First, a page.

MUMBAI | BENGALURU: Non-resident Indians, a key category of property buyers in India, have of late been keeping away from the market. Kerala is worst affected, with a more than 50% drop in sales to this group, according to global real estate consultant Coldwell Banker. Ahmedabad, Surat, Vadodara, Bengaluru, Mumbai, Pune, Hyderabad, Gurgaon and Noida have seen around 20% drop in demand annually in the past two years. The decline is being attributed to a general slowdown in the Gulf that has significantly reduced NRIs’ disposable income.
A weak rupee is a concern too because it makes the actual return on investment lower for NRIs, though it improves the buying capacity. As the property market matures, the upside or investment returns are tend to become lower than they were five years ago, said Ramnik Chopra, managing director of Coldwell Banker India. “This, added to currency fluctuations, has increased risk of actual returns for buyers,” he said. “Significant delays in property delivery also make NRIs very nervous.” Investments from West Asia, which contribute significantly to Kerala’s property market, has been hit due to job rationalisations and slower economic conditions in the Gulf.
According to a senior vice president of marketing at a leading Kerala realty firm, as much 70% of property buyers in Kerala used to be NRIs in the Gulf. Sales to that category has now nearly halved, he said. “Investors are not taking big risk any more. We had sold 30 units a month, now it is down to 11. NRIs are reluctant to take long-term housing loan.” Builders who made houses costing Rs 1 crore and more in Kerala are now focusing on homes for the middle income group to attract local buyers. Quality of client servicing and construction is also contributing to lower interest among NRIs and people of Indian origins for properties here, say sector experts. Developers primarily focus on sale but not on after sales or customer service, which means NRIs don’t get the kind of service they are used to in their host countries.
“It is not that developers are trying to mislead clients (though some do that). In most cases, developers are just not set up to help clients manage property investments remotely,” said Chopra, who has been working on cross-border business relationships, sales channels and new growth opportunities for clients between India and North America. “Developers offer the same service to an NRI that they would offer to a client who would walk into their office… need of an NRI is fundamentally different.”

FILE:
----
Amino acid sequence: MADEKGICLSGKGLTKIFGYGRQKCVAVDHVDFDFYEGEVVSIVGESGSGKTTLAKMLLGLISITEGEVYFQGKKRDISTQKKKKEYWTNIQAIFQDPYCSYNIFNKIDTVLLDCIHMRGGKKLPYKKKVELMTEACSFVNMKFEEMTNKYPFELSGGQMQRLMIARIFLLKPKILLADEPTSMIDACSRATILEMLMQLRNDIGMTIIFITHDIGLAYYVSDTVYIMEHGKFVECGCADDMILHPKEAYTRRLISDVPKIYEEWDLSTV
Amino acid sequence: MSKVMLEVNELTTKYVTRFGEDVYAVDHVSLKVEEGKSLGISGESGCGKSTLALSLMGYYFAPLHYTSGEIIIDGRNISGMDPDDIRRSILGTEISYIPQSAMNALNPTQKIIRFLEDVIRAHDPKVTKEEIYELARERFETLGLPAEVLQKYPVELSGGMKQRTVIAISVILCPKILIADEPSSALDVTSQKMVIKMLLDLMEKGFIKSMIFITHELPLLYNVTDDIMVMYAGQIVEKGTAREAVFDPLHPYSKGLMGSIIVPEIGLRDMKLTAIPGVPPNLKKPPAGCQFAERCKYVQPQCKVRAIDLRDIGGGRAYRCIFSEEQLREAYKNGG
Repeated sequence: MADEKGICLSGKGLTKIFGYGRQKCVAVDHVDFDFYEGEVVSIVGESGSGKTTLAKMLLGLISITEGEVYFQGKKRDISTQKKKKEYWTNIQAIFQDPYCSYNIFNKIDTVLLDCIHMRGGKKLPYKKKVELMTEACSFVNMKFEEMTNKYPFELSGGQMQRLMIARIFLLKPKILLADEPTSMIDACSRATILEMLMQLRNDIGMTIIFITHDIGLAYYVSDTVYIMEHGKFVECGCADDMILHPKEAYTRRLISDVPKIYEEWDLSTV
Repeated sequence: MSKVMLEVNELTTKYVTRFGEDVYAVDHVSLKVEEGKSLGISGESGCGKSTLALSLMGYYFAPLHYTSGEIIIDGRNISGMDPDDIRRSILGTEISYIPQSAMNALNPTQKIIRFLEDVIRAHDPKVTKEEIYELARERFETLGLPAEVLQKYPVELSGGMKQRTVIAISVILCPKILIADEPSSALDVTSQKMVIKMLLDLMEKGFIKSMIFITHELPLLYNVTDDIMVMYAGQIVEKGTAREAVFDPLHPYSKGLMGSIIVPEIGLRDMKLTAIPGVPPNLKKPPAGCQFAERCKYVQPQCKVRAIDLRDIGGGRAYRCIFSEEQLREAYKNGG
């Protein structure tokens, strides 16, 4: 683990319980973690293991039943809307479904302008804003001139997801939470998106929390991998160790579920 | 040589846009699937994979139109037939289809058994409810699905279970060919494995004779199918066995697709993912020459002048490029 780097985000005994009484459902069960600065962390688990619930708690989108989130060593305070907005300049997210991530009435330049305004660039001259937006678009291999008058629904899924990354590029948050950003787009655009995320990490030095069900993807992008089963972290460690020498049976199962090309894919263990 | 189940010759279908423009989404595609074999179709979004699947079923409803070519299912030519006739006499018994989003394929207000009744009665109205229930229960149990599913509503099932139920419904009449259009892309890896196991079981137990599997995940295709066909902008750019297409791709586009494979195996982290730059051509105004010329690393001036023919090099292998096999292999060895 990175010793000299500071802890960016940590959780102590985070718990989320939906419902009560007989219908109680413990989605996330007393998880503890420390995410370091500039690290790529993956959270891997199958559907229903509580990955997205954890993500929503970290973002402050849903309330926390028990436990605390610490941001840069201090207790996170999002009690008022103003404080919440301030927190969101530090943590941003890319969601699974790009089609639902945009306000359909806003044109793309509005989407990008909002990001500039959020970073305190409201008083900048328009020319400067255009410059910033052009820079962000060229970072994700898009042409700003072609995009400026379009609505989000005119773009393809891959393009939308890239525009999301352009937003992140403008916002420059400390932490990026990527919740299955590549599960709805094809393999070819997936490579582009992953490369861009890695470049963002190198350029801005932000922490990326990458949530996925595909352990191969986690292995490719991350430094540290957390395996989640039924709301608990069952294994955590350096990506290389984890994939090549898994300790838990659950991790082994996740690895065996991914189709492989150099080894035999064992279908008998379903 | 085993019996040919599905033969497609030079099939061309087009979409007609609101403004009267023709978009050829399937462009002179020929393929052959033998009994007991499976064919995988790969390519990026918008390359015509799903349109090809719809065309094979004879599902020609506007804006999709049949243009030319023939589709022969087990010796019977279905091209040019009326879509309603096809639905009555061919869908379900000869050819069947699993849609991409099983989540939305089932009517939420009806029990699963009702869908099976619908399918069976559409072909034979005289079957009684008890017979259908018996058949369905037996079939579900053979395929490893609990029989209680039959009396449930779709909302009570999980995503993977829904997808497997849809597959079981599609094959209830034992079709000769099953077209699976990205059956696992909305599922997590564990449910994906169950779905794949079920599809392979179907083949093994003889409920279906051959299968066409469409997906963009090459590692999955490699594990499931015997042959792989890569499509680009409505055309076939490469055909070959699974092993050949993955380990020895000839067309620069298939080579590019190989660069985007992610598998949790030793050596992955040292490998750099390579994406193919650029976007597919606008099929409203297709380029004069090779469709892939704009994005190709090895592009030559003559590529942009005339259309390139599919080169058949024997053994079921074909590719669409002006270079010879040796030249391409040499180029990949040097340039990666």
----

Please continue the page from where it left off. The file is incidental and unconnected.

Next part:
According to him, developers or sellers will have to make it easier for clients to buy property. Make the process transparent, customer service professional and paperwork simpler, he said. Developers should also provide some kind of concierge service to handle property-related tax matters and obtaining tax certificates for sales. In some cases, it takes weeks for clients to get a simple payment receipt of monies they remit towards purchase. Local brokers, who usually connect with NRIs through their relatives here, are also facing a decline in sales enquiries.
“Nearly 10% of brokers’ business used to come from NRIs two years ago. Now it’s less than 5%, that too with very high efforts,” said Yashwant Dalal, president of the Estate Agents Association of India.
Meanwhile, more developers are looking at the NRIs to fill the sales gap. They are opening more sales offices abroad and are stepping up marketing activities targeting the Indians there.
While the NRIs are already a key group of buyers in India’s property market, the potential is still underutilised. Indians working and living abroad sent home more than $60 billion in 2015, but amount attributed towards purchase of property and property-related spending such as interiors and rentals is just $3 billion to $5 billion.
Credits ET Realty